EffectsEffects Drug AbuseSocial IssuesSocial Issues Drug AbuseTreatment / SolutionsTreatment / Solutions Drug AbuseGeneral HealthDrug Abuse TreatmentDrug AbuseEffects Of Drug AbuseMental HealthSocial Effects Of DrugsPain ManagmentOpioidsPublic HealthDrugs
HealthDay operates under the strictest editorial standards. Our syndicated news content is completely independent of any financial interests, is based solely on industry-respected sources and the latest scientific research, and is carefully fact-checked by a team of industry experts to ensure accuracy.
- All articles are edited and checked for factual accuracy by our Editorial Team prior to being published.
- Unless otherwise noted, all articles focusing on new research are based on studies published in peer-reviewed journals or issued from independent and respected medical associations, academic groups and governmental organizations.
- Each article includes a link or reference to the original source.
- Any known potential conflicts of interest associated with a study or source are made clear to the reader.
Please see our Editorial and Fact-Checking Policy for more detail.Editorial and Fact-Checking Policy
HealthDay Editorial Commitment
HeathDay is committed to maintaining the highest possible levels of impartial editorial standards in the content that we present on our website. All of our articles are chosen independent of any financial interests. Editors and writers make all efforts to clarify any financial ties behind the studies on which we report.
WEDNESDAY, Sept. 21, 2016 (HealthDay News) -- Abuse of powerful prescription painkillers called opioids costs the U.S. economy $78.5 billion a year, according to a new government study.
Researchers from the U.S. Centers for Disease Control and Prevention analyzed the financial toll of opioid abuse, including direct health care costs, lost productivity and costs to the criminal justice system.
"More than 40 Americans die each day from overdoses involving prescription opioids. Families and communities continue to be devastated by the epidemic of prescription opioid overdoses," said CDC Director Dr. Tom Frieden. "The rising cost of the epidemic is also a tremendous burden for the health care system."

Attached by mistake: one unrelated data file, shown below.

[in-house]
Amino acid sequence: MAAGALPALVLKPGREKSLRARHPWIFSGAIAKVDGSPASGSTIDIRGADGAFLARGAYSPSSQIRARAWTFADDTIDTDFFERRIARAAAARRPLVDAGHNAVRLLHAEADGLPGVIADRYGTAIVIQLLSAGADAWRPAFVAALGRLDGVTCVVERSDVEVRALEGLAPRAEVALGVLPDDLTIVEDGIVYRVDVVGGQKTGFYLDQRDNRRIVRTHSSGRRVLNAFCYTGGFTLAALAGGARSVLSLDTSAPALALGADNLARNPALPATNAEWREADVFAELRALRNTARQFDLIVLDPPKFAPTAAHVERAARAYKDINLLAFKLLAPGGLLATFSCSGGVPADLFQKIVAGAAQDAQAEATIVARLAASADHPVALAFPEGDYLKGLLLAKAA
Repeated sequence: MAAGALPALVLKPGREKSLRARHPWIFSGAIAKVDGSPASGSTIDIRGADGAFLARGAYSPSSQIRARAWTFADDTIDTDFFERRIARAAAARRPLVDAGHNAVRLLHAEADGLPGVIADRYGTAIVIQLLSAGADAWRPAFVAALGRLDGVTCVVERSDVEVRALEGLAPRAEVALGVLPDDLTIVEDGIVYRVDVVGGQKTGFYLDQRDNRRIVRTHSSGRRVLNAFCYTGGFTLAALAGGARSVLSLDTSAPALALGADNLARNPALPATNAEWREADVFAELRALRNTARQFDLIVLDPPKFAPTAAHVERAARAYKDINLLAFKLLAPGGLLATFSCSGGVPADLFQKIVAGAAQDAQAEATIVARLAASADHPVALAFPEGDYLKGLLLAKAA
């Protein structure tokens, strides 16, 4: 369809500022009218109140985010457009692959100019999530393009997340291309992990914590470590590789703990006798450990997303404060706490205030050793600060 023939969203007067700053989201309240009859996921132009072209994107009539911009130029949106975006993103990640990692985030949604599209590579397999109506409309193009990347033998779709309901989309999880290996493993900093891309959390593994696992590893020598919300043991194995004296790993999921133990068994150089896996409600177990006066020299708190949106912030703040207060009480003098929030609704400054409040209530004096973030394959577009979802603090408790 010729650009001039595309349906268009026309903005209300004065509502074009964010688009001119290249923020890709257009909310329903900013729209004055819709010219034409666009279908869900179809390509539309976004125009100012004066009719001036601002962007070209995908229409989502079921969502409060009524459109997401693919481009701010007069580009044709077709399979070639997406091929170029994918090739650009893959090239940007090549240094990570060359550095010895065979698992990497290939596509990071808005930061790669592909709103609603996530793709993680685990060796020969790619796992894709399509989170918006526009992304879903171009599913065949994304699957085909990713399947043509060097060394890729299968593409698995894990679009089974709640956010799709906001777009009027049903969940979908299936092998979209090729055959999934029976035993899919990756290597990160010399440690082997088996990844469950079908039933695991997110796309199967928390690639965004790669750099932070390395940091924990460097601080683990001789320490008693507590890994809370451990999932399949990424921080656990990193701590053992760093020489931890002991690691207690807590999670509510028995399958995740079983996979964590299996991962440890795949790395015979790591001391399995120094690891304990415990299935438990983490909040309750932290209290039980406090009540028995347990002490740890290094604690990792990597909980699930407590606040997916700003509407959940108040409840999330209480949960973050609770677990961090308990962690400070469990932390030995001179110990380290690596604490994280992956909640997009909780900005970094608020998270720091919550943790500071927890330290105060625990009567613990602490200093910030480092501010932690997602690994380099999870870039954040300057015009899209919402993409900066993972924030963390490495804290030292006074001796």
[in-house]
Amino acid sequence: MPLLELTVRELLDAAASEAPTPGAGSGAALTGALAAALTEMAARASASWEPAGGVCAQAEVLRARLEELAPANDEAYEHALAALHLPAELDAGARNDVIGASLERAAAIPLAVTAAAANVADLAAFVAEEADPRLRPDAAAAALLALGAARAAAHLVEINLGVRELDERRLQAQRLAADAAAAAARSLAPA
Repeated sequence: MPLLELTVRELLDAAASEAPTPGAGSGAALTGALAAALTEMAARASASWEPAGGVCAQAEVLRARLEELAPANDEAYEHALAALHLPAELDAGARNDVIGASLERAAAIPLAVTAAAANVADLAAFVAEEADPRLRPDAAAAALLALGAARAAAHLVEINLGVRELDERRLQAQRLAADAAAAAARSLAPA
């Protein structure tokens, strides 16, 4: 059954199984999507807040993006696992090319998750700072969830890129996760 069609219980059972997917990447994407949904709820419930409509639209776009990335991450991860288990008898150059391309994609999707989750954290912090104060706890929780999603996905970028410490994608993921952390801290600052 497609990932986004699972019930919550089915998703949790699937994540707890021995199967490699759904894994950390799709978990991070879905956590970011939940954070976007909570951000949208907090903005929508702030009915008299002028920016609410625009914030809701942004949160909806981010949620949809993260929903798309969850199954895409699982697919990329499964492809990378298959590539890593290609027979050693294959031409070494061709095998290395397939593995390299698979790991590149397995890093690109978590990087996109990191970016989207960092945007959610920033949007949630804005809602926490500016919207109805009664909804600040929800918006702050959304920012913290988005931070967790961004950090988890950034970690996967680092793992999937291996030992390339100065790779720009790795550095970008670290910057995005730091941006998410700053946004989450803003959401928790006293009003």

The study, led by Curtis Florence of the CDC's National Center for Injury Prevention and Control, found that health care accounted for about 30 percent of the costs associated with opioid abuse in 2013. Total spending for health care and substance abuse topped $28 billion. Insurance covered most of it, the study found.
Nearly 25 percent of the economic burden was shouldered by public sources. They included Medicaid, Medicare and other public insurance as well as government-funded treatment programs.
State and local governments shouldered most of the $7.7 billion in criminal justice-related costs. They also lost tax revenue because productivity slipped, the study showed.
The researchers reported that nearly 2 million Americans abused or were dependent on prescription opioids in 2013.
That same year, 16,000 people died of opioid overdoses -- up dramatically from 2007, the most recent year for which detailed estimates were available. Fatal overdoses cost the economy $21.5 billion, the study showed.
The study findings were published in the October issue of the journal Medical Care.
The researchers pointed out that their findings didn't take into account the reduced quality of life for people dependent on opioids or the heartbreak felt by the loved ones of those who overdose.
"The costs that we can identify, however, do help increase our understanding of the impact of the epidemic," the study authors said in a journal news release. "These estimates can assist decision makers in understanding the magnitude of adverse health outcomes associated with prescription opioid use such as overdose, abuse and dependence."
The researchers said they hope their findings will lead to better ways to deal with the epidemic.
The U.S. National Institute on Drug Abuse provides more information on opioids.
This story may be outdated. We suggest some alternatives.
The content contained in this article is over two years old. As such our recommendation is that you reference the articles below for the latest updates on this topic. This article has been left on our site as a matter of historic record. Please contact us at email@example.com with any questions.
Read this Next
Other Trending Articles